“We recognise that being a single asset company won’t move the needle. We see our way with two or three projects of about 350,000 to 500,000 oz a year.”
Caledonia Mining put meat on a somewhat lean and long-standing statement of intent that it would, at some point, consider operating a second asset. The first signs of real moves into expansion came when Curtis signed a memorandum with the Zimbabwean government in October to relieve its dysfunctional Mining Development Corporation of certain assets. This was followed by more purposeful action: acquiring a $2.5m option over Glen Hulme, a prospect in Zimbabwe’s Gweru mining district in the Midlands.
If exploration proves a success, a further $2.5m in cash will be paid to the landowner. Caledonia said the region had historically produced “significant quantities of gold.” The confidence for embarking on growth in Zimbabwe at all is to do with Caledonia’s remarkable focus on its single asset, Blanket mine - which is being expanded to 80,000 oz by 2022 - as well as the gold price. Conditions have just worked out very favourably for Caledonia in the past 12 months, Covid-19 notwithstanding. Gold production for 2020 came in at a record 57,899 oz whilst perennial, systemic country risk, such as interrupted electricity supply, has been tackled with an agreement to import power. Generators also stand at the ready at Blanket mine whilst a solar capital programme is in the works.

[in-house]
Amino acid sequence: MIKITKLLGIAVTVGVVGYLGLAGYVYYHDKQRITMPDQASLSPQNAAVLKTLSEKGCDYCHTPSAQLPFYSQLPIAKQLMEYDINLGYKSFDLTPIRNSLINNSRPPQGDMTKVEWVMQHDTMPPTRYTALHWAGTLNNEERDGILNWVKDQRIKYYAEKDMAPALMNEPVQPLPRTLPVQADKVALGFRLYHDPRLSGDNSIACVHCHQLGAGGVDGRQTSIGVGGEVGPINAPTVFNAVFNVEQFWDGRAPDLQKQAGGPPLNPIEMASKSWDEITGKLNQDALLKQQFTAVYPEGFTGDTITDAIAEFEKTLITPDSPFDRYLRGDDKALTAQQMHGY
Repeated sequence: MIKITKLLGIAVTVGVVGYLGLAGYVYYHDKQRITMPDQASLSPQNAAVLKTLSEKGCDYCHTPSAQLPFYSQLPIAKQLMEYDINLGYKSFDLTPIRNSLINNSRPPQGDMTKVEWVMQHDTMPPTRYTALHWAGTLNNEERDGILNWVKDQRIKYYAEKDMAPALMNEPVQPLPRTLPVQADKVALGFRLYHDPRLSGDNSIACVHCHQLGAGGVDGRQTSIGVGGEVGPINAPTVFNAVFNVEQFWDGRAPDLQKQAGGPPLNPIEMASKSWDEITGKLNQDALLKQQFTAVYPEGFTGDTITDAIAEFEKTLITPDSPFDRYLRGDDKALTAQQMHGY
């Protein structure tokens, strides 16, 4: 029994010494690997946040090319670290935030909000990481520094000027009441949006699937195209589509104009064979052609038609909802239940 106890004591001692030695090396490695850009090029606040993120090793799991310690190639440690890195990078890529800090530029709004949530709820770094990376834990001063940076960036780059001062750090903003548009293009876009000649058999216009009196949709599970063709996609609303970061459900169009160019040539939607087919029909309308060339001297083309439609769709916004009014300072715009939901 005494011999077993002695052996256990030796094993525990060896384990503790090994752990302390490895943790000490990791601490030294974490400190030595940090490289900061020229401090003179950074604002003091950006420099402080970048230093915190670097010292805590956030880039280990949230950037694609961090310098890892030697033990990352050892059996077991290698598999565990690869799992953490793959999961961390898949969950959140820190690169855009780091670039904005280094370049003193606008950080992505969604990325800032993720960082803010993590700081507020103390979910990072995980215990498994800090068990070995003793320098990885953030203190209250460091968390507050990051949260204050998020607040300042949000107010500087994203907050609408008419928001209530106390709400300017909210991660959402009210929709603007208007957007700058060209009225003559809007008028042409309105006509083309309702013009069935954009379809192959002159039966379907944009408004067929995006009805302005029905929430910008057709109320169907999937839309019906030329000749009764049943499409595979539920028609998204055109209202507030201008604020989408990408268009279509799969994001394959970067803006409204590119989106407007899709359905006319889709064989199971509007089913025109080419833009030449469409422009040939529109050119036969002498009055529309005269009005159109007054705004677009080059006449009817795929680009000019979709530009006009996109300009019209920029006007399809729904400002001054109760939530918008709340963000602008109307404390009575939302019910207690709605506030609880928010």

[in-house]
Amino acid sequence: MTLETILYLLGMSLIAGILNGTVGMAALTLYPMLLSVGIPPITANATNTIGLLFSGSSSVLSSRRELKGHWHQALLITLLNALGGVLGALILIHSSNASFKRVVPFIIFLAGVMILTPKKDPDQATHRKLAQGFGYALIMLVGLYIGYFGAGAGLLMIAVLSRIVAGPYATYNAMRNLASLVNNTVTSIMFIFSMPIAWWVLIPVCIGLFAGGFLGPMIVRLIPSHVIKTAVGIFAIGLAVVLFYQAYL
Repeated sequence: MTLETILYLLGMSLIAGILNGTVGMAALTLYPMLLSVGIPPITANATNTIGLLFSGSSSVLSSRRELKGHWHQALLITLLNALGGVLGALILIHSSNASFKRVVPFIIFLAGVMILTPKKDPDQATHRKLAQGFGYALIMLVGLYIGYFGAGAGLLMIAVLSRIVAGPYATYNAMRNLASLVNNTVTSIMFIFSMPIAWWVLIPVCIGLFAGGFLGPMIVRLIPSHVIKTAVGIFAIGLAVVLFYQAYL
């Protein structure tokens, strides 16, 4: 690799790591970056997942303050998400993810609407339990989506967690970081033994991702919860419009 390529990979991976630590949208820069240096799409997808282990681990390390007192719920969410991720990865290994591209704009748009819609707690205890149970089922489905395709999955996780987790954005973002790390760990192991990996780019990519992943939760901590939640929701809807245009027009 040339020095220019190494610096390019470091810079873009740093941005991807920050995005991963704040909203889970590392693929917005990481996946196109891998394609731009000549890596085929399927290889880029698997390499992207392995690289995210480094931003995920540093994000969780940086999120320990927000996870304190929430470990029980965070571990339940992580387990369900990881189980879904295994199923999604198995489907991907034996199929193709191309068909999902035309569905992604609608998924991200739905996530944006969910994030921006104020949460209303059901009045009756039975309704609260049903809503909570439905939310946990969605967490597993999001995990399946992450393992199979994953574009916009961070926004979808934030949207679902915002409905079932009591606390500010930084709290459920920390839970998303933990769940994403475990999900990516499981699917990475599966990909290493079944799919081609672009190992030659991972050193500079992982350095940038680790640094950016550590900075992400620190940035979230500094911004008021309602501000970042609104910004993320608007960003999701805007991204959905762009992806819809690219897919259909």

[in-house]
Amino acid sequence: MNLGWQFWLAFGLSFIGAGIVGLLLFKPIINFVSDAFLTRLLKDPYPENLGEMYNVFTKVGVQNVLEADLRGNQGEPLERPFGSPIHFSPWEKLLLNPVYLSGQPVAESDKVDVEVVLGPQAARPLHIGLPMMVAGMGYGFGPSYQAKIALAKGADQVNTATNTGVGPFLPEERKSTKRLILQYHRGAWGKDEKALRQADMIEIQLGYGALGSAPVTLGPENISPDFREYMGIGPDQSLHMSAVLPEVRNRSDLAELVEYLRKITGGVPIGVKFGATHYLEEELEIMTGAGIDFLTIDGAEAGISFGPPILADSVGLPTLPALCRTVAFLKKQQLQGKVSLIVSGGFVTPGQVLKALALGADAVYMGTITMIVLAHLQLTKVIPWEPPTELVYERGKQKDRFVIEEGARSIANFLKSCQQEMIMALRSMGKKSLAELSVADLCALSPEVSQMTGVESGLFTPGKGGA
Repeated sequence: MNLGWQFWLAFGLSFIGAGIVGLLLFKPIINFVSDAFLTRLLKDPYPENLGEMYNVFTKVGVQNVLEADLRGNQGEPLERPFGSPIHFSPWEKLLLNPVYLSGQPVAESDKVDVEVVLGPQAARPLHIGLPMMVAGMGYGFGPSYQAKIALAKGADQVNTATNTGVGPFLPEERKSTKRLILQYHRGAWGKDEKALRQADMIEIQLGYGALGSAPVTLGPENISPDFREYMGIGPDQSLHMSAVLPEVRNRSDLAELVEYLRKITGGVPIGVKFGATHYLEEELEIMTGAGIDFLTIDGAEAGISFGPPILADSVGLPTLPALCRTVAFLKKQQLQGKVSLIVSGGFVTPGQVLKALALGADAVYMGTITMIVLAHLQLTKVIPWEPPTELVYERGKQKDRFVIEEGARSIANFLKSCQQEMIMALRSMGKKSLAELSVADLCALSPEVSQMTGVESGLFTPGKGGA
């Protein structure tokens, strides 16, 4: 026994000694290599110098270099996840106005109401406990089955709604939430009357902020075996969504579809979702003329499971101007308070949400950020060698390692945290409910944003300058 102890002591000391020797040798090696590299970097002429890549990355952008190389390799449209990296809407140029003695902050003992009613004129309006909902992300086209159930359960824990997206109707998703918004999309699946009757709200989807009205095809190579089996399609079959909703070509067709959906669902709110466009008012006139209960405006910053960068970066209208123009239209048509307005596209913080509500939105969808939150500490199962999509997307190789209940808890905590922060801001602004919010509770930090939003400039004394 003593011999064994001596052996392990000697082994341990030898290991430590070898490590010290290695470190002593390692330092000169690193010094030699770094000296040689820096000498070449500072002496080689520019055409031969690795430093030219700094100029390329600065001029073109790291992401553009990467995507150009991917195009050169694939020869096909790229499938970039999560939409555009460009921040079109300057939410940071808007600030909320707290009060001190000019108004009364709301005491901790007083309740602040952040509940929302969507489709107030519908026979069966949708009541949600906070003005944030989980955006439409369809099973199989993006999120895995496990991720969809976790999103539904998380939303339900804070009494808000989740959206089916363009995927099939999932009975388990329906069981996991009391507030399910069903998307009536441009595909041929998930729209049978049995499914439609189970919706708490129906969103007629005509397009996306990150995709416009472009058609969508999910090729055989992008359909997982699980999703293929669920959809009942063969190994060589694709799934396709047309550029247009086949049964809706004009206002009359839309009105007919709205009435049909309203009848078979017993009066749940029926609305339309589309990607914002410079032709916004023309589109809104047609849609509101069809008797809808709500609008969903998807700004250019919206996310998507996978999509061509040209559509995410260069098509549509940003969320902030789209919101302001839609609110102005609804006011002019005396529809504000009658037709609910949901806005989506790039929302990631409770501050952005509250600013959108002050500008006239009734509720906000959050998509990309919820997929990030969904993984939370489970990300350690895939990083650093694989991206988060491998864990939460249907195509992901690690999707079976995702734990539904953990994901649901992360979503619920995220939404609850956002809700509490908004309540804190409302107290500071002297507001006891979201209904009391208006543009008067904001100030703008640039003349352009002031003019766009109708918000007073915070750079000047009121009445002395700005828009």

Sure, Caledonia is a fly on the bum of Mark Bristow’s Barrick Gold, but the company is making money for shareholders which is the point of being in business: in fact, it has increased the dividend four times in 15 months and is pushing for production of up to 67,000 oz from Blanket in 2021. Speaking at the Joburg Indaba, Curtis said he could see Caledonia one day becoming a 350,000 to 500,000 oz/year gold producer.
Curtis is a chartered accountant and has been counting beans for over 30 years. He joined Caledonia in 2006 becoming its CEO in 2014 after serving as CFO. Prior to that, Curtis was financial director for Avery Dennison SA. He graduated from the University of Cape Town.
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